Pacific Coast Colombia SumUp

The pacific coast of Colombia get’s definitely way less visitors than the Caribbean coastline. The reason lies mainly in reachability. One of the only accessible towns at the coast is called Bahia Solano. In order to get there you will need to take a flight unless you are up for the very adventurous option: A bus-ride till Buenaventura and a very long boat trip (it took friends of us 20 hours).

The flight is a hell of an adventure too, especially if you suffer from air/height sickness, as you will have to take a tiny (10 seats max.) propeller-driven airplane from the 70s. To our knowledge you can only fly from Medellin, which is fine as the flight time is only 30 minutes. There are two local companies offering flights: ADA and Satena. Be aware that you probably will have to go directly to the offices of these airlines in order to purchase a flight ticket, we tried to buy online and they didn’t seem to accept non-columbian credit cards. 

The region is one of the lesser developed parts of Colombia, it felt actually a bit abandoned to us. From the airport of Bahia Solano you will have to take a moto-taxi to reach the beach town “el Valle”, that is where all the hostels are. El Valle get’s fruits and vegetables once a week, other products are even more scarce. Therefore even if the place you are staying at has a kitchen, you’ll probably not able to cook, as the locals will be quicker than you in buying products. In short you’ll have to eat at your hostel kitchen or at restaurants (2-3€ per meal). El Valle is absolutely tiny, it doesn’t offer much in infrastructure, but it has stunning nature surrounding it. The beachfront is never ending, with a strong but beautiful sea, and directly behind the beach lies the rainforest and national parks. Nature-wise it is an absolute paradise! Make sure to also do a couple of day trips, for example visiting the national park Utria (superb nature). If you happen to be there from July to November you’ll be able to see whales from really close, as they come into the bay to give birth.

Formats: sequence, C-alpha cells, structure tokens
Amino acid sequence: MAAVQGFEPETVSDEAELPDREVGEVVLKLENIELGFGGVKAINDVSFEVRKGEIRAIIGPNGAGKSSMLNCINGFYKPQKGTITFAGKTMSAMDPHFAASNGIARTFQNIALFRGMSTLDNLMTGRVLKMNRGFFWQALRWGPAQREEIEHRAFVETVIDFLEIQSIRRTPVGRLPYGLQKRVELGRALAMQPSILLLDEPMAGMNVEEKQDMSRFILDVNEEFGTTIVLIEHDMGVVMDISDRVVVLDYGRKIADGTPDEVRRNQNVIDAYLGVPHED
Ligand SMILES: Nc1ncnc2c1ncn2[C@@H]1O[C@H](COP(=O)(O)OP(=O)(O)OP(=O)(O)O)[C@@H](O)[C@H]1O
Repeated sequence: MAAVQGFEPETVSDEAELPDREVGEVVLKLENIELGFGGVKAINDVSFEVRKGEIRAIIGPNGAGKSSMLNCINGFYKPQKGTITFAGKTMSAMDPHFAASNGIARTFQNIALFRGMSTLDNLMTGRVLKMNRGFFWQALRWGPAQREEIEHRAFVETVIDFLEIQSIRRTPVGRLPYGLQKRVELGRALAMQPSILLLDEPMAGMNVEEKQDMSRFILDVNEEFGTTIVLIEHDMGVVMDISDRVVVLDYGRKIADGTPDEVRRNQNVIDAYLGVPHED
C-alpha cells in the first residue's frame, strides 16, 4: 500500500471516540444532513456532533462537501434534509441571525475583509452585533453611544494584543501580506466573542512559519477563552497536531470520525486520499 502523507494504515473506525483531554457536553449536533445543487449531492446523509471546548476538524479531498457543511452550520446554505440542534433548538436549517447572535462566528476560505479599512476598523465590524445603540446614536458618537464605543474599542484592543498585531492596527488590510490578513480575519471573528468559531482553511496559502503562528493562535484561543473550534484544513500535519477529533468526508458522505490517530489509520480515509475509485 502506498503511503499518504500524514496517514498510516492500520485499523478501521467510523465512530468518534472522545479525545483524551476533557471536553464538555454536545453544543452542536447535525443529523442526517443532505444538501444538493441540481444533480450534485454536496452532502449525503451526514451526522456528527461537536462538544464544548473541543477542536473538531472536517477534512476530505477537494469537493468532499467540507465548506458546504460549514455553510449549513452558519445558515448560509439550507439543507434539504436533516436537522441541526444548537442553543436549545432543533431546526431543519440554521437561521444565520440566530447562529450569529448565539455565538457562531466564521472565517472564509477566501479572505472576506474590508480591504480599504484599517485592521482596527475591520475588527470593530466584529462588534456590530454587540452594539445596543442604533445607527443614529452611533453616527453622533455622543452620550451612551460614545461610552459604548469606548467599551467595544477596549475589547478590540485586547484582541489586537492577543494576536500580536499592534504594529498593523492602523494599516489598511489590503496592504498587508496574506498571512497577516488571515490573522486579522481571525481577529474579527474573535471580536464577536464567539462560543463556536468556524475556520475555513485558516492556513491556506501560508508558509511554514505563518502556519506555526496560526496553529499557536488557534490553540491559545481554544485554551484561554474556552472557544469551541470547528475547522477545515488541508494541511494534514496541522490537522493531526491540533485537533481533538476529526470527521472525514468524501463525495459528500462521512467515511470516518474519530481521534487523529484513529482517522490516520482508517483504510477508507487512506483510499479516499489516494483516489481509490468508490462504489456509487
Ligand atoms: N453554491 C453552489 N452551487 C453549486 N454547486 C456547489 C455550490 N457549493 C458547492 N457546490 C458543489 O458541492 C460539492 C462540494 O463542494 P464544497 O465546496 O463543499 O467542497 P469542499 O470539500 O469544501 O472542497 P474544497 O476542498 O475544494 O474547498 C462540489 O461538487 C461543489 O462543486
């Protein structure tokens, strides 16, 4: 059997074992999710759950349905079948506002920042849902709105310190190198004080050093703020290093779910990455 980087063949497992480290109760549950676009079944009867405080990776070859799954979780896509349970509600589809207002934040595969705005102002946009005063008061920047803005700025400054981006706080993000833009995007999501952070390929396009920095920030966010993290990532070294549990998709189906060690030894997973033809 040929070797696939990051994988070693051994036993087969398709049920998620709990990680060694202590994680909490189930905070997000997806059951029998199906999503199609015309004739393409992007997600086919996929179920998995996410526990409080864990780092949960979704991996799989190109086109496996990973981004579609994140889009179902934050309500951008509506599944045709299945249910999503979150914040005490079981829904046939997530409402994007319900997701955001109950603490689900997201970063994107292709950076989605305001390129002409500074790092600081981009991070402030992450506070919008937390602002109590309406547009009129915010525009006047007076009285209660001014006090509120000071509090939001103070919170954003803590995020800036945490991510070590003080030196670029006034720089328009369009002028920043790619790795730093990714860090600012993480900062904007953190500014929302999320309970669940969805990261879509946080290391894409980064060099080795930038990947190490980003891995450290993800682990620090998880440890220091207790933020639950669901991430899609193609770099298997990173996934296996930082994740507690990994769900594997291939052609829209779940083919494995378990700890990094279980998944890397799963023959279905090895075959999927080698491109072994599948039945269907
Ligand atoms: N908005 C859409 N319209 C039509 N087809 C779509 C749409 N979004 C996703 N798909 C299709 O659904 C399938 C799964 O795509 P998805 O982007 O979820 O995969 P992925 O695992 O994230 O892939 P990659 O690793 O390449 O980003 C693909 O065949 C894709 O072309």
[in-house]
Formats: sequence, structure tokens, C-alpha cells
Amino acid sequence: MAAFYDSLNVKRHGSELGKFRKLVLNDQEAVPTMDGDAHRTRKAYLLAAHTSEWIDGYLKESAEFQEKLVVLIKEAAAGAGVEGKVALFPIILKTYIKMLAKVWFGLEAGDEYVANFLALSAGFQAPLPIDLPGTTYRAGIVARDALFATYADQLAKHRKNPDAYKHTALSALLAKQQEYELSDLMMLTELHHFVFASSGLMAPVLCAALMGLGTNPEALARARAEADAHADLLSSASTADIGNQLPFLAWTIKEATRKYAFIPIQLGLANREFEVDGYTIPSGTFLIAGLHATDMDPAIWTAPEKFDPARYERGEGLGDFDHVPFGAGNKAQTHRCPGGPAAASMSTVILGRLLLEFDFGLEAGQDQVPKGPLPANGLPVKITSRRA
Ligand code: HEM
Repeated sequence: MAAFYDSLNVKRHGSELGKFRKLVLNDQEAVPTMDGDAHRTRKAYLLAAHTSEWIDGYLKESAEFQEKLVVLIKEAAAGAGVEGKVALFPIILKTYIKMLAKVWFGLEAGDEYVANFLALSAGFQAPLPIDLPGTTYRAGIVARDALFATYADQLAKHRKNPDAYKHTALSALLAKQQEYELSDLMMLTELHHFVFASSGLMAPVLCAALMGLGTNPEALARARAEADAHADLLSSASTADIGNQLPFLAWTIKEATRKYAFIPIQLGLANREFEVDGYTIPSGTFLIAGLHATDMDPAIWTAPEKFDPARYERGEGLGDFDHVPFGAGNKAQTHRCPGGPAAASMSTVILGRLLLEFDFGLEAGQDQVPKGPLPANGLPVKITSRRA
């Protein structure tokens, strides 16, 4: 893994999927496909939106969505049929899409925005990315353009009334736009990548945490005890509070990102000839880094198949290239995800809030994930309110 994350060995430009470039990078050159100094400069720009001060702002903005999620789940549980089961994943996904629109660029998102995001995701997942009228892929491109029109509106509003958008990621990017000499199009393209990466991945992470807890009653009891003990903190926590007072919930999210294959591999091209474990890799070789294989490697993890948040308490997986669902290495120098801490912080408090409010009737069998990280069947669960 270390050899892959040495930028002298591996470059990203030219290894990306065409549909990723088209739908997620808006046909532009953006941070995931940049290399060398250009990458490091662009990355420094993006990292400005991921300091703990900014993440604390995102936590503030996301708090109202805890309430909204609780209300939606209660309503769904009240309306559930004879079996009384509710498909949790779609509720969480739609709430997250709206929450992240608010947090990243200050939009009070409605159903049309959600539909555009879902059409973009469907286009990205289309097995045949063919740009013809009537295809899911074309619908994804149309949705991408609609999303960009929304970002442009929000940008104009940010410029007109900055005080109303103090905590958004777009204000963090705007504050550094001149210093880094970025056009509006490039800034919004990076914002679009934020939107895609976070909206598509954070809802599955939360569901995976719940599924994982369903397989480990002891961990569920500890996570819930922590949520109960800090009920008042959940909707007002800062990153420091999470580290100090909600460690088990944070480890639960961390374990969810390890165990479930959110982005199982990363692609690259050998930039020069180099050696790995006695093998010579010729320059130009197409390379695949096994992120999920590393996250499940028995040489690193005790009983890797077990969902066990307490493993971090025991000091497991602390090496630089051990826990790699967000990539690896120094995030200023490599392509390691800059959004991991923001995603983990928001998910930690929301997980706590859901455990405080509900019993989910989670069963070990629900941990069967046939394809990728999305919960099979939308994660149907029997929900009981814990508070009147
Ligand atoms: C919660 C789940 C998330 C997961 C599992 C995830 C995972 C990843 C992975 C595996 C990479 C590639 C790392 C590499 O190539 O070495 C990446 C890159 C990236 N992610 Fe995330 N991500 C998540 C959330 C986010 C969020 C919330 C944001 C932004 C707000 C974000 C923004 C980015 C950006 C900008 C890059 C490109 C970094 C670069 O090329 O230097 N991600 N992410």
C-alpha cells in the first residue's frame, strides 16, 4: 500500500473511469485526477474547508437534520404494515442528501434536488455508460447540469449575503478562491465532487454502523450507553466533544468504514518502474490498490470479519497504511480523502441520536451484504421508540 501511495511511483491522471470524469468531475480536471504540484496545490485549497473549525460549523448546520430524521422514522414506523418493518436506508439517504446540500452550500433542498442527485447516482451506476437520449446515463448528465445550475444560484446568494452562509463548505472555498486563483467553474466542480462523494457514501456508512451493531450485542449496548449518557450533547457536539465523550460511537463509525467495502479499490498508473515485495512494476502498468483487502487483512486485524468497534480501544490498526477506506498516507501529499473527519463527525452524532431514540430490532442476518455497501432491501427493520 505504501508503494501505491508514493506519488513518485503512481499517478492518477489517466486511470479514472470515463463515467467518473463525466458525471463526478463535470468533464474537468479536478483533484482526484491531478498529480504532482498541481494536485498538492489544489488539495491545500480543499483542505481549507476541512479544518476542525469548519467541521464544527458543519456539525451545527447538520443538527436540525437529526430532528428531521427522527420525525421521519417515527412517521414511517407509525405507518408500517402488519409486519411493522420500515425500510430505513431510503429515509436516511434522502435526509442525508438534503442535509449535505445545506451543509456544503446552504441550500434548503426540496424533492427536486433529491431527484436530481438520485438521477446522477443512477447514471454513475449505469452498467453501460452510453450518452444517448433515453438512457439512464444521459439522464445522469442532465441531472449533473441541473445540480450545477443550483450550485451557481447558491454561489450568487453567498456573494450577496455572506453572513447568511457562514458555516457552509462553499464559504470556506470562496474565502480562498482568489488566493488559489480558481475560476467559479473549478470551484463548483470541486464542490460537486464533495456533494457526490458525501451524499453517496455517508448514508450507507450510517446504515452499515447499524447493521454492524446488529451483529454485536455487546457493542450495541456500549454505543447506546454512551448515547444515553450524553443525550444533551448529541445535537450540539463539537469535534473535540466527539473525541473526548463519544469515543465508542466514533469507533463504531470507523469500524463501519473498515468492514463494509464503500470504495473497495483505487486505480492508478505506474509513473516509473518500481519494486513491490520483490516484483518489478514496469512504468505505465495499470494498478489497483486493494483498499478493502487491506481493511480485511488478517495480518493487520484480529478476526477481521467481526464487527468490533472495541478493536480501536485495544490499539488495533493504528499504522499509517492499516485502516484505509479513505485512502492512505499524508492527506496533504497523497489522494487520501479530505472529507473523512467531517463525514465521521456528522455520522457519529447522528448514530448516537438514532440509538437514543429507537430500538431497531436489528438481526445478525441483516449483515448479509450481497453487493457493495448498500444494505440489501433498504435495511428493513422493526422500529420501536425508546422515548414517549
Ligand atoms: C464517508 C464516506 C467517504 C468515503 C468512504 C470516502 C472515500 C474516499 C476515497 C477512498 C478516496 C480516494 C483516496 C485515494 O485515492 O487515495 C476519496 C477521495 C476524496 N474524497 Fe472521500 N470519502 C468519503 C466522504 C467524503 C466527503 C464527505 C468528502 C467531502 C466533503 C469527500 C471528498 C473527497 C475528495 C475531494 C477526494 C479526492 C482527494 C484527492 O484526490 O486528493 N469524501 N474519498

Most hostels/hotels will have to be booked on arrival, at least we didn’t find half of the places via hostelworld or The best backpacker spot is probably the humpback turtle hostel, which is directly at the beach, it has a couple of really cool huts and a nice hangout area. We liked the place and the guests, but the owner (or the person in charge at that moment) was extremely unfriendly and the stay wasn’t cheap (privates costs over 30€ per night, dorm 15€). We stayed 3 days there and another 3 days at a hotel 2minutes away, as we managed to negotiate an unbeatable price of 20€ per night for a private bungalow.

In addition to it’s tricky accessibility the region/the rainforest area is also known to be a hide out spot for drug traffickers, which makes it obviously less popular. With that being said, we experienced the town Bahia Solano actually as a very quite, sleepy and safe place.

It’s natural beauty and the fact that it is scarcely visited made it for us one of our favorite spots in Colombia and we cannot recommend visiting the pacific coast enough, as it is very unique and not comparable to the rest of the country.

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